The world’s oldest DNA – 1.2 million years old – reveals how mammoths evolved

The illustration depicts the reconstruction of steppe mammoths that preceded the woolly mammoth, based on the genetic knowledge we now have from the Adicha mammoth. Credit: Beth Za ike / CPG

An international team led by researchers from the Stockholm Center for Paleogenetics has conducted a sequence DNA: recovered from the remains of mammoths, which reach the age of 1.2 million. Analyzes show that the Colombian mammoth, which settled in the last glacial period in North America, was a hybrid of the woolly mammoth, a genetic lineage of the previously unknown mammoth. In addition, the study provides a new insight into how fast mammoths have adapted to cold climates. These results were published today (February 17, 2021) Nature:,

About a million years ago, there were no woolly or Colombian mammoths because they had not yet developed. This was the time of their predecessor, the ancient steppe mammoth. Researchers have now been able to analyze the genomes of three ancient mammoths using DNA recovered from mammoth teeth buried in 0.7-1.2 million years in Siberian permanent ice.

https://www.youtube.com/watch?v=2QnhECjV5J8:

This is the first time that DNA has been sequenced, confirmed by millions of samples, from which DNA extraction has been difficult. The researchers found that there was only one minute of DNA left in the samples, that the DNA had broken down into very small fragments.

“This DNA is incredibly old. “The specimens are a thousand times older than the Viking remains, even earlier than the Neanderthals,” said Love Dalén, a senior author and professor of evolutionary genetics at the Stockholm Center for Paleogenetics.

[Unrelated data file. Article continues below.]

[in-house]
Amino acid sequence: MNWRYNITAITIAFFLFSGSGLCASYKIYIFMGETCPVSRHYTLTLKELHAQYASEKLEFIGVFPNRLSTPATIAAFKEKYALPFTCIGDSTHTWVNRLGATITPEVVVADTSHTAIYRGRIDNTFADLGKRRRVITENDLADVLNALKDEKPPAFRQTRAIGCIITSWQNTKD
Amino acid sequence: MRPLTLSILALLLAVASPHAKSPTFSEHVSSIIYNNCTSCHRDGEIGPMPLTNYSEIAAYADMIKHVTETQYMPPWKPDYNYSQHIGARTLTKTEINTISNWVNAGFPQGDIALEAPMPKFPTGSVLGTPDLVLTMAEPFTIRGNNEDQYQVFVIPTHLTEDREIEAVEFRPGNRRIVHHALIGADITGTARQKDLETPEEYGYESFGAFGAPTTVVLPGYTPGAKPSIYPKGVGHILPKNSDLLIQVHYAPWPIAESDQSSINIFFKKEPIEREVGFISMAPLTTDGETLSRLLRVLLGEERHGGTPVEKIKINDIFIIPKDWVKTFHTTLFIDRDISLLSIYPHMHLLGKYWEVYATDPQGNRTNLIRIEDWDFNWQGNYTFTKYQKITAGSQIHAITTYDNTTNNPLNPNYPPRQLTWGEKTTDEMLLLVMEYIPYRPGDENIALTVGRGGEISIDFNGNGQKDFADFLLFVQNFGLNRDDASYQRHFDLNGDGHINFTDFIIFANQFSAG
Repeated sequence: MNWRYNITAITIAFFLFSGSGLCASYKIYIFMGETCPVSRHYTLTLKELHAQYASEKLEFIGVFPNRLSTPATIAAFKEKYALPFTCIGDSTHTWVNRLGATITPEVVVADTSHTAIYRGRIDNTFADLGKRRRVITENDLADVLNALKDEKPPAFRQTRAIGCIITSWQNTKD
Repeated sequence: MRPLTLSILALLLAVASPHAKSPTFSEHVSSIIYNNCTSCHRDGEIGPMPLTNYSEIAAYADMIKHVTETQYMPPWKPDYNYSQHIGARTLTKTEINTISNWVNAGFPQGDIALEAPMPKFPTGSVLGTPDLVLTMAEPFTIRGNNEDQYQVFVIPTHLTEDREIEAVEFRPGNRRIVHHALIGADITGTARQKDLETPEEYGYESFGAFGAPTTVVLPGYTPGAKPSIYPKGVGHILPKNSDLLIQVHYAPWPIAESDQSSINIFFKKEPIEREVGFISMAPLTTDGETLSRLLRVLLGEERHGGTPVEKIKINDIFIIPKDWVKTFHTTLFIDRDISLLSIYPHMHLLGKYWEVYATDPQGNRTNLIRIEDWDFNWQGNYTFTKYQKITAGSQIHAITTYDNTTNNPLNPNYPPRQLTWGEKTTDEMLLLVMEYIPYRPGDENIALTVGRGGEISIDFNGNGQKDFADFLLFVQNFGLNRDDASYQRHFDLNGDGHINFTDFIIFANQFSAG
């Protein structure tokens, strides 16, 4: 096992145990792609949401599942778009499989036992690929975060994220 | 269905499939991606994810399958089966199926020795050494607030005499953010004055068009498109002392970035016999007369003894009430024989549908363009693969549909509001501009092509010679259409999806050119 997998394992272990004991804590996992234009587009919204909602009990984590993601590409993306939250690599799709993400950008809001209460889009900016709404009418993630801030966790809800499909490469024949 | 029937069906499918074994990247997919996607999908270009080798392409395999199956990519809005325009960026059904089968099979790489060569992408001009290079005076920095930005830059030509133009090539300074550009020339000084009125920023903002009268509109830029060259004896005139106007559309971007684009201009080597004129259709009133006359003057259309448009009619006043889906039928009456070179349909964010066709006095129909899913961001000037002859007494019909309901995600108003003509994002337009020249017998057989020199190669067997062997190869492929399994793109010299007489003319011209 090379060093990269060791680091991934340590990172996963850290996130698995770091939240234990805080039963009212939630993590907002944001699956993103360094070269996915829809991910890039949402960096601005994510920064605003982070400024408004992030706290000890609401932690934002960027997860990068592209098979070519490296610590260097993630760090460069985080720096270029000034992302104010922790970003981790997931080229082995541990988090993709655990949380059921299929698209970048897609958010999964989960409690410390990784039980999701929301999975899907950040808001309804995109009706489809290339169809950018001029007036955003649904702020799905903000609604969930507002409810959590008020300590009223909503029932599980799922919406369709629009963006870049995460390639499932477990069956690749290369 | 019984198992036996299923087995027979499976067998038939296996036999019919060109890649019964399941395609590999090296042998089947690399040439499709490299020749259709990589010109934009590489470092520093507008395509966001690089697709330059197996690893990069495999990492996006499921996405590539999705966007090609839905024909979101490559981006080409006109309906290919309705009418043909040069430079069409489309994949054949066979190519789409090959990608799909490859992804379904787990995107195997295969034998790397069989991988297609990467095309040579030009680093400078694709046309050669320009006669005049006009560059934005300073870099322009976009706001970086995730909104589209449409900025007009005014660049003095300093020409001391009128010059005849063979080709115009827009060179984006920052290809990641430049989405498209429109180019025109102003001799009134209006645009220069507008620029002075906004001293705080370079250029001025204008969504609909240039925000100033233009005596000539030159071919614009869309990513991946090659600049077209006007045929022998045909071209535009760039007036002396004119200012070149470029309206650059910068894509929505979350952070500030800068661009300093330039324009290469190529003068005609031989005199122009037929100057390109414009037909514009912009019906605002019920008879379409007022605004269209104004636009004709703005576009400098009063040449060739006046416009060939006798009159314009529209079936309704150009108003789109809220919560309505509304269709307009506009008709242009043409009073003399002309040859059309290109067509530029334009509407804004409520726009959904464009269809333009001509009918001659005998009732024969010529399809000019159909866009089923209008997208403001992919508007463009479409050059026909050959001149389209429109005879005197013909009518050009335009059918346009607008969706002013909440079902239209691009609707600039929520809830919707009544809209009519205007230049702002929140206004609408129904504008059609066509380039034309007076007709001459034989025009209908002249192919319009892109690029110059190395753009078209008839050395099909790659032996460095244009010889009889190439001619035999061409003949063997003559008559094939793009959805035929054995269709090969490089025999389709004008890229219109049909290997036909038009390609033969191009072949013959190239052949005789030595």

The age of the samples was determined using both geological data and a molecular clock. These two types of analyzes showed that two of the specimens were more than one million years old, while the third was about 700,000 years old and represented one of the earliest woolly mammoths.

The unexpected origin of the Colombian mammoth

Genome analysis showed that the oldest specimen, which was about 1.2 million years old, belonged to a previously unknown genetic lineage of the mammoth. Researchers call this the Krestovka mammoth, based on the location where it was found. The results show that Krestovka mammoth deviated from other Siberian mammoths more than two million years ago.

“It simply came to our notice then. All previous studies have shown that there was only one species of mammoth in Siberia at that time – the steppe mammoth. But our DNA analysis now shows that there were two different genetic lineages, which we call here Adicha mammoth և Krestovka mammoth. We can not say for sure, but we think they can represent two different types, “said lead author Tom van der Valk.

Study the authors with Tusk

Love Dalén հեղինակ co-author Patrícia Pečnerová with mammoth ink on Wrangel Island. Loan: Gleb Danilov